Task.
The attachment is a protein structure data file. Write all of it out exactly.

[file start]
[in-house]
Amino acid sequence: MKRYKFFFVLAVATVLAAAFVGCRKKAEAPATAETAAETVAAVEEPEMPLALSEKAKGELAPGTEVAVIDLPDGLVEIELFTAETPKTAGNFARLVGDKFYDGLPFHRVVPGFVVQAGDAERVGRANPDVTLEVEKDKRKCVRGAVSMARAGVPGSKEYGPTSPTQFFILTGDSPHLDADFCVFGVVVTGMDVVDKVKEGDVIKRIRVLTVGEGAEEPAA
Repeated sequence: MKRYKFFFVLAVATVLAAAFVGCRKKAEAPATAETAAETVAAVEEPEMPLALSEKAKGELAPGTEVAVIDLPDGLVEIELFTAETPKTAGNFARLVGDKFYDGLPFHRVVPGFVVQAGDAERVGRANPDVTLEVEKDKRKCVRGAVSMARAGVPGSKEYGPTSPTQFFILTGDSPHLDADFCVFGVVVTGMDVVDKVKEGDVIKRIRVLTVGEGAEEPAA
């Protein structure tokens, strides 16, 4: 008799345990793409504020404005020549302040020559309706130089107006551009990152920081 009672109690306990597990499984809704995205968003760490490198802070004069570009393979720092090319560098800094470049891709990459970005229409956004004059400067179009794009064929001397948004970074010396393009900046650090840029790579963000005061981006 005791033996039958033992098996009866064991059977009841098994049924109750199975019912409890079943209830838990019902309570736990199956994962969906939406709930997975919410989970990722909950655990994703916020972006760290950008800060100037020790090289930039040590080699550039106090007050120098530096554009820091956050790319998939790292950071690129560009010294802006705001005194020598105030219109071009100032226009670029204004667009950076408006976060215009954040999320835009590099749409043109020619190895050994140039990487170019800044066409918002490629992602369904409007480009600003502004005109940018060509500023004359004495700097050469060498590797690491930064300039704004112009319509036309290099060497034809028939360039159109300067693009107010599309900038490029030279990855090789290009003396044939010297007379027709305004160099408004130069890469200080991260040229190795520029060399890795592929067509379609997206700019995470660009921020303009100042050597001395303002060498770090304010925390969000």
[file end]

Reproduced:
[in-house]
Amino acid sequence: MKRYKFFFVLAVATVLAAAFVGCRKKAEAPATAETAAETVAAVEEPEMPLALSEKAKGELAPGTEVAVIDLPDGLVEIELFTAETPKTAGNFARLVGDKFYDGLPFHRVVPGFVVQAGDAERVGRANPDVTLEVEKDKRKCVRGAVSMARAGVPGSKEYGPTSPTQFFILTGDSPHLDADFCVFGVVVTGMDVVDKVKEGDVIKRIRVLTVGEGAEEPAA
Repeated sequence: MKRYKFFFVLAVATVLAAAFVGCRKKAEAPATAETAAETVAAVEEPEMPLALSEKAKGELAPGTEVAVIDLPDGLVEIELFTAETPKTAGNFARLVGDKFYDGLPFHRVVPGFVVQAGDAERVGRANPDVTLEVEKDKRKCVRGAVSMARAGVPGSKEYGPTSPTQFFILTGDSPHLDADFCVFGVVVTGMDVVDKVKEGDVIKRIRVLTVGEGAEEPAA
């Protein structure tokens, strides 16, 4: 008799345990793409504020404005020549302040020559309706130089107006551009990152920081 009672109690306990597990499984809704995205968003760490490198802070004069570009393979720092090319560098800094470049891709990459970005229409956004004059400067179009794009064929001397948004970074010396393009900046650090840029790579963000005061981006 005791033996039958033992098996009866064991059977009841098994049924109750199975019912409890079943209830838990019902309570736990199956994962969906939406709930997975919410989970990722909950655990994703916020972006760290950008800060100037020790090289930039040590080699550039106090007050120098530096554009820091956050790319998939790292950071690129560009010294802006705001005194020598105030219109071009100032226009670029204004667009950076408006976060215009954040999320835009590099749409043109020619190895050994140039990487170019800044066409918002490629992602369904409007480009600003502004005109940018060509500023004359004495700097050469060498590797690491930064300039704004112009319509036309290099060497034809028939360039159109300067693009107010599309900038490029030279990855090789290009003396044939010297007379027709305004160099408004130069890469200080991260040229190795520029060399890795592929067509379609997206700019995470660009921020303009100042050597001395303002060498770090304010925390969000």